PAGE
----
What are the laws tied to telcos in Malaysia?
Private information leaking was often the first step leading to fraud or scam cases. According to Whoscall, powered by Gogolook, a 100 million download caller ID application with the most extensive database in East Asia and Southeast Asia, the Company has identified over 405.4 million scam calls and messages that took place globally in 2022.
The report also showed that scammers prioritize text messages for high penetration rates due to its low costs feature, which contributed to 76% of messages being used as the first contact’ in fraud cases. “This is exceptionally true, with 95% of fraud attacks in Japan and up to 80% of fraud attacks in Taiwan, Korea, and Malaysia using messages instead of calls,” Gogolook said.
According to Fahmi Fadzil, Malaysia’s Minister of Communications and Digital, during an interview with a local radio station highlighted that only about 20 companies had been fined for data breaches in the past six years, at RM24,000 each on average. Lamenting this, the Minister opined on the need to review the laws related to data protection, given that data is a national treasure.
Accordingly, the Minister announced that the JPDP seeks to improve the 2022 Proposals before tabling a draft bill to amend the Personal Data Protection Act 2010 (PDPA). PDPA is the law regulating the processing of personal data regarding commercial transactions. It is considered an outdated law as it has remained the same and has yet to catch up with technological developments in the last 12 years.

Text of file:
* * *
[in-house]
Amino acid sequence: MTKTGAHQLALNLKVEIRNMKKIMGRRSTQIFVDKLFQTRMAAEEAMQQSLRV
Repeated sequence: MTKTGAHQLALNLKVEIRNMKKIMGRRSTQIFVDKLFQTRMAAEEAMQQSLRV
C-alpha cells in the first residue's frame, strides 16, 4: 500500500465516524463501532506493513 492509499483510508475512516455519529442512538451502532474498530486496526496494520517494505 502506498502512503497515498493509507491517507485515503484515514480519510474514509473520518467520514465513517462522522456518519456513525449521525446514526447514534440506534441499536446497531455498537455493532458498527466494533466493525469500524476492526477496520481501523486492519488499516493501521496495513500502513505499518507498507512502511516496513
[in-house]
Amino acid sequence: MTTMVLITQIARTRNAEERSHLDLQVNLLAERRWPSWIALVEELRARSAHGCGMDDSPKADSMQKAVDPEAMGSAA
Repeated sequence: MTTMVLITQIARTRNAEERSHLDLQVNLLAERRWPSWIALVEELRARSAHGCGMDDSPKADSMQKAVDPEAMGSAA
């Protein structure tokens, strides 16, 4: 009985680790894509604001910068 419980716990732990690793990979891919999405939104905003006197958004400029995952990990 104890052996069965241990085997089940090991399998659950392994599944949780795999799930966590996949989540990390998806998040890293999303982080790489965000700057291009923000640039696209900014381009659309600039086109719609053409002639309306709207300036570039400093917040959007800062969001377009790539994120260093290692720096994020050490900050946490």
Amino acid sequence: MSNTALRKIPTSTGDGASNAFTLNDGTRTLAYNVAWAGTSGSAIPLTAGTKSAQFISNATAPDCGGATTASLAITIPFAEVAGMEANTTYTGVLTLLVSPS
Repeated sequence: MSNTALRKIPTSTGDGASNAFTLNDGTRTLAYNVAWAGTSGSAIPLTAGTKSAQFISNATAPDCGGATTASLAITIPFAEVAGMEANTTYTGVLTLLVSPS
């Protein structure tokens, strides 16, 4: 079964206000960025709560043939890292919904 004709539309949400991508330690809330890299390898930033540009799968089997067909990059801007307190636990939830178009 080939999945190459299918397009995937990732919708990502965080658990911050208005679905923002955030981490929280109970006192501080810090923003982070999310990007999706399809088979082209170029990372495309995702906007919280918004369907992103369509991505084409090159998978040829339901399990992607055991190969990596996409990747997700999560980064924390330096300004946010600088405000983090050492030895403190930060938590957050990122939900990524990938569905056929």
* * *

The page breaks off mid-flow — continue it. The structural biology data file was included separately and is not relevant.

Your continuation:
The penalty for non-compliance is between RM100,000 to RM500,000 and/or one to three years imprisonment. However, recent public consultation on PDPA suggested certain amendments, including the requirement for data users to appoint a data protection officer; mandatory data breach notification; data processors being obligated to comply with the security principle under the PDPA; introduction of data portability and introduction of blacklisted countries such that transfers of personal data to these countries will be prohibited.
Timeline-wise, the Minister intends to present a draft amendment bill to the PDPA at the Malaysian Parliament before the end of this year. Until then, business operators, including telco providers in Malaysia, are considering operating with no heavy repercussions for loosely handling the data of its users in today’s day and age.
In short, even with laws being amended, enforcement should be effective, and telco providers in Malaysia should be made responsible. After all, there’s a legal doctrine called res ipsa loquitor that says if the telcos were under the control of our data, the very fact that our data was exposed could raise an assumption that they were negligent, and they will have to prove that they were not.
The public also needs to be aware of the current modus operandi of scammers occasionally, Gogolook said. For instance, the emerging scam type in Malaysia is to receive OTP authentication codes. “At times, it can be tough to differentiate scams, but with technology, you can now download Whoscall as your first line of defense against scammers as it screens all incoming messages and calls through its proprietary database with over 1.6 billion phone number entries in real-time globally,” the report concluded.